Since San Diego County has little rainfall, and limited collection of that rainfall, most of its drinking water is brought by manmade aqueducts and pumps. Compounded with an affinity towards large green lawns and backyard swimming pools, our water needs are great and expensive. Water harvesting is the concept that we can provide a portion of our water needs through rainwater collection and greywater use at your home or business. The concept is becoming popular in Southern California as a way to irrigate landscaping and gardens.
How to Harvest Water
1. ROOF RAINWATER COLLECTION. In the City of San Diego less than 10” of rainfall for the average year on a 1,000 square foot roof adds up to 6,000 gallons per year of water that can be collected. Some regions of the county experience much higher rainfall and coastal areas can also collect morning dew from metal roofs. All this water is useful for irrigation and can be stored for dry spells, especially late summer droughts. Using gutters and downspouts to collection barrels, large tanks, or landscape collection basins are the common ways of collecting this water. Metal roofs are the cleanest surfaces to collect water from.
2. RAIN COLLECTION BARRELS. Small collection barrels ranging from 50 -200 gallons are easy to acquire and fit on your property but hold so little water you would need to use many barrels to collect all the rain that falls on most homes. Generally larger barrels or tanks cost less per gallon than smaller ones.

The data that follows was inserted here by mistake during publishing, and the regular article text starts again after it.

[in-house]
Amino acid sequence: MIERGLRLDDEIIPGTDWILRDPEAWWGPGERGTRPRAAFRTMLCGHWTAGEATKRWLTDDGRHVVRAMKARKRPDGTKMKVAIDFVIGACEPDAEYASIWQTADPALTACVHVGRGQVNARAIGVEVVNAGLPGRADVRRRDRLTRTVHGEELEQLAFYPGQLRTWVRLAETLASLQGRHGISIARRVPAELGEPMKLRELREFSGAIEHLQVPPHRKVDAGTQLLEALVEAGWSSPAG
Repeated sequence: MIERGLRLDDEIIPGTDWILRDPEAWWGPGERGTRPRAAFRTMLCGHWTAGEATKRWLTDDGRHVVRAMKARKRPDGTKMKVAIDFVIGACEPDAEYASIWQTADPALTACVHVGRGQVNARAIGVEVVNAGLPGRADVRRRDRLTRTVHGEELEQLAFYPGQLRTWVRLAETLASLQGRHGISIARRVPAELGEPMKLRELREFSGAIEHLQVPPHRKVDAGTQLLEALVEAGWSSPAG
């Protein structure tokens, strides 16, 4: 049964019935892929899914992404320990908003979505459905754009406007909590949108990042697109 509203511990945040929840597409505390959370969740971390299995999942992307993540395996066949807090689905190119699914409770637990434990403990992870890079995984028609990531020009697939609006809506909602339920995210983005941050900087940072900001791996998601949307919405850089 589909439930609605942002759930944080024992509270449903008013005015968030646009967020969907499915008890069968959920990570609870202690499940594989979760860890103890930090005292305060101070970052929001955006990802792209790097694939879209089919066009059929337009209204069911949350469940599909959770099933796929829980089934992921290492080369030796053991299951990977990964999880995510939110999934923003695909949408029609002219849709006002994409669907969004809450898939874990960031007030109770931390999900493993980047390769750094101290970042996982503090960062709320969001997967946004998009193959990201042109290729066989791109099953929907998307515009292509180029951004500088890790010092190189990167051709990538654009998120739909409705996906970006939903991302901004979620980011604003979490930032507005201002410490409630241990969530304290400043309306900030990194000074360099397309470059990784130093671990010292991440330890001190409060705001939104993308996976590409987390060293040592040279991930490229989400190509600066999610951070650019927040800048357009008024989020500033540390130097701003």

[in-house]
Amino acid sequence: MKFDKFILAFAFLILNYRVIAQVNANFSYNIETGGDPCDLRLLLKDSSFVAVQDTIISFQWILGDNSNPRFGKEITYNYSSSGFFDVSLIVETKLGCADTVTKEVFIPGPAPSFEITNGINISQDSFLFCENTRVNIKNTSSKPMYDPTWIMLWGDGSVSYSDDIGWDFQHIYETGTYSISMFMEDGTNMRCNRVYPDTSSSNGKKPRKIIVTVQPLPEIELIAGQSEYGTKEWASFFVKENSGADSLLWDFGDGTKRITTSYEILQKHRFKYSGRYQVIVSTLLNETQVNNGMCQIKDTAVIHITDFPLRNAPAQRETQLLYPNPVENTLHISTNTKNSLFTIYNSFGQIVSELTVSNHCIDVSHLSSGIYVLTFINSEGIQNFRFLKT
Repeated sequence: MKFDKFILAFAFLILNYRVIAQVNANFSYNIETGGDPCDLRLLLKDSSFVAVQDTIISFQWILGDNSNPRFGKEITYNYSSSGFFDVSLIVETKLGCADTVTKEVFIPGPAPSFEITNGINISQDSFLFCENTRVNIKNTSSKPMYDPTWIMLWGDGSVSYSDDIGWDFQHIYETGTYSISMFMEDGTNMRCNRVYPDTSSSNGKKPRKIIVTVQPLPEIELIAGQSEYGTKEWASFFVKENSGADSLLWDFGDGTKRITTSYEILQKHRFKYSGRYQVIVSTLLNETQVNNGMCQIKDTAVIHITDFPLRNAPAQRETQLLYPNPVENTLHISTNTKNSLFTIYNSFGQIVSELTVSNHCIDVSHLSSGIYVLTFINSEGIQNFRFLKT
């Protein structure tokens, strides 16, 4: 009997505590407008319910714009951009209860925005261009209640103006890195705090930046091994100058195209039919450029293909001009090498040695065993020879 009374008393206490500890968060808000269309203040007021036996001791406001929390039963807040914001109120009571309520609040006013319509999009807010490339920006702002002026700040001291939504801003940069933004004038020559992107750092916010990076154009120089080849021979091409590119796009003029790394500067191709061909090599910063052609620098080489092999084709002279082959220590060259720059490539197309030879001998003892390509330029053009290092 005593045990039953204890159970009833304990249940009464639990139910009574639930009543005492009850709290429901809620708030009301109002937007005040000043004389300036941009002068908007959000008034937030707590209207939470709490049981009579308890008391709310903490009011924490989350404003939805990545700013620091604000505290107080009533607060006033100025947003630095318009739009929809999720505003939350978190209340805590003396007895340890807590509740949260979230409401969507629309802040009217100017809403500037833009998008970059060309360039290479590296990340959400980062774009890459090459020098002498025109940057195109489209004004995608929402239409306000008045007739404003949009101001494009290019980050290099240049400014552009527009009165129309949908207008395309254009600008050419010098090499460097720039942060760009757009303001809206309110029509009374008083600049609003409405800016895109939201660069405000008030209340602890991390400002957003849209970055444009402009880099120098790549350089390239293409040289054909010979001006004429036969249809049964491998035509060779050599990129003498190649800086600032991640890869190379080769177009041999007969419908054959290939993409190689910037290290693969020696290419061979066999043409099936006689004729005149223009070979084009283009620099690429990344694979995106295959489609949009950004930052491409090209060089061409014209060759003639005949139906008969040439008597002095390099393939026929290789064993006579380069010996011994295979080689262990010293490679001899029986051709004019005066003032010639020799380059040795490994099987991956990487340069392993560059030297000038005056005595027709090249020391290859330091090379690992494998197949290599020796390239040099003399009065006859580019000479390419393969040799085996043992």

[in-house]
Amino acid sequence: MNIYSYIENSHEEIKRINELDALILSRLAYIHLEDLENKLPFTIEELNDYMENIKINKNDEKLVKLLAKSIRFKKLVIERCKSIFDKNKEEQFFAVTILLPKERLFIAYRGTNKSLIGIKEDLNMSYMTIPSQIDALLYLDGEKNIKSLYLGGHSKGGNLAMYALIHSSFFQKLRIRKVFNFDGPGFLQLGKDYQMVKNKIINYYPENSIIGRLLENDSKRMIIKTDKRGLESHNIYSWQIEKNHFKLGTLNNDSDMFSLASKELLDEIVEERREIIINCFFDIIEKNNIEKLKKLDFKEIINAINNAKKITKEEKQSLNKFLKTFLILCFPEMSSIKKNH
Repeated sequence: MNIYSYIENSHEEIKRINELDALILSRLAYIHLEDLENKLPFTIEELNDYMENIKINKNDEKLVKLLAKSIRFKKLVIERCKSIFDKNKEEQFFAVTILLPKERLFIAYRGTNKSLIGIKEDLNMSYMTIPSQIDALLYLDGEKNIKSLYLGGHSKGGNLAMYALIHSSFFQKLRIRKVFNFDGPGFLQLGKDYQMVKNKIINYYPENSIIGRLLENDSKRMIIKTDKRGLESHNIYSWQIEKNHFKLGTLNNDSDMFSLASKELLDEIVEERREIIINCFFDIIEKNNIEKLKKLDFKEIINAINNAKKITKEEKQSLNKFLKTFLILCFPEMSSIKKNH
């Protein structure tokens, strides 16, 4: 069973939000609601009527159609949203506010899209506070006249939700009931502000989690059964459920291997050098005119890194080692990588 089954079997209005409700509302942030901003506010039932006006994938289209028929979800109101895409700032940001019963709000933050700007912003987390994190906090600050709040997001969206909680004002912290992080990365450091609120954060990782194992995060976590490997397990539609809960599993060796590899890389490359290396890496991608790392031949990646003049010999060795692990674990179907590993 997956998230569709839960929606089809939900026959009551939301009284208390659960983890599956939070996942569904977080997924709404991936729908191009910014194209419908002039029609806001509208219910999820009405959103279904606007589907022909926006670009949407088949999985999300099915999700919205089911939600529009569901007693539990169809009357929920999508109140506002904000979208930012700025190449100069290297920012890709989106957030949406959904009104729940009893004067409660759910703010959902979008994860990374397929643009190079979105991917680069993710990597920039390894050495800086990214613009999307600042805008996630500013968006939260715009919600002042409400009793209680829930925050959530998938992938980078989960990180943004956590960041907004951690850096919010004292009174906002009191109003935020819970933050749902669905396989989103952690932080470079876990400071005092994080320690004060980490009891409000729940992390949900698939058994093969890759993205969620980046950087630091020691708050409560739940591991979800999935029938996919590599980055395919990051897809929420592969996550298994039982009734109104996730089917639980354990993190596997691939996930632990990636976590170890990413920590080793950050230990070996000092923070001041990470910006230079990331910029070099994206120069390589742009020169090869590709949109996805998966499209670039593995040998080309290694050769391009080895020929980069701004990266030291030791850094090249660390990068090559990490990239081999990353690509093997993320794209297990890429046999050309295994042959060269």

3. LARGE TANKS. It makes the most sense to size a rainwater collection tank to be able to hold as much water as you may desire for dry parts of the year. Since your roof likely collects at least 6,000 gallons a year you want a tank that can store as much of this as possible. Underground tanks cost more but solve the problem of how to fit a large tank on your property.
4. LANDSCAPE DESIGN. The most affordable way to collect rainwater for irrigation use may be to design your garden with depression areas or swales where water can collect. You can also dig deep trenches or small wells that can be filled with gravel so that rainwater penetrates deep into the soil and stays there for an extended period. Consider grading your entire property so that water flow from hardscape and rooftops stays on site rather than being drained to the street. Plant large areas of your yard where watering would be wasteful with native plants or other drought-tolerant plants – this is often referred to as xeriscaping.
5. GREYWATER RE-USE FOR IRRIGATION. Greywater is the water used for laundry, hand washing, and showering that can be re-used for irrigation. It is legal inSan Diego to use laundry machine greywater to water plants without any permit needed! Laundry uses more water than any other function in most homes. If using laundry for greywater make sure to only use detergents that are safe for all plants – this means sodium and boron free.
Rainwater Harvesting for Drylands and Beyond
Written by Tuscon, Arizona-based Brad Lancaster, this is the best print resource we know–detailing rainwater harvesting concepts, calculations, examples and how-to’s in two volumes. Additionally, his website and Drops in a Bucket blog are frequently updated with new information and examples. Brad is a great speaker who “walks the walk” and shares examples of how he and his brother created a community oasis with rainwater, greywater, and street runoff. See inspiring examples and learn the EightPrinciplesOfSuccessfulWaterHarvesting by visiting the Images, Audio, & Video section of his website. (In short: it’s not about buying cisterns; it’s about using existing resources to support the earth as a living sponge!)